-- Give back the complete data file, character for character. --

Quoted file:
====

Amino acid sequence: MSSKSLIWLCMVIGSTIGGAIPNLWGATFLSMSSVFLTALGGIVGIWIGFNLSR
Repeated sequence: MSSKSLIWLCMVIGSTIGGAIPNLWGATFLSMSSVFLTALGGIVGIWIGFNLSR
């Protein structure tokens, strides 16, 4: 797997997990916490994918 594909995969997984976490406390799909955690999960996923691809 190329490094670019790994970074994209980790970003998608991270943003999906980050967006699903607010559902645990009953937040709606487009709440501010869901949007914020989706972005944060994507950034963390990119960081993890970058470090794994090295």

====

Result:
Amino acid sequence: MSSKSLIWLCMVIGSTIGGAIPNLWGATFLSMSSVFLTALGGIVGIWIGFNLSR
Repeated sequence: MSSKSLIWLCMVIGSTIGGAIPNLWGATFLSMSSVFLTALGGIVGIWIGFNLSR
């Protein structure tokens, strides 16, 4: 797997997990916490994918 594909995969997984976490406390799909955690999960996923691809 190329490094670019790994970074994209980790970003998608991270943003999906980050967006699903607010559902645990009953937040709606487009709440501010869901949007914020989706972005944060994507950034963390990119960081993890970058470090794994090295």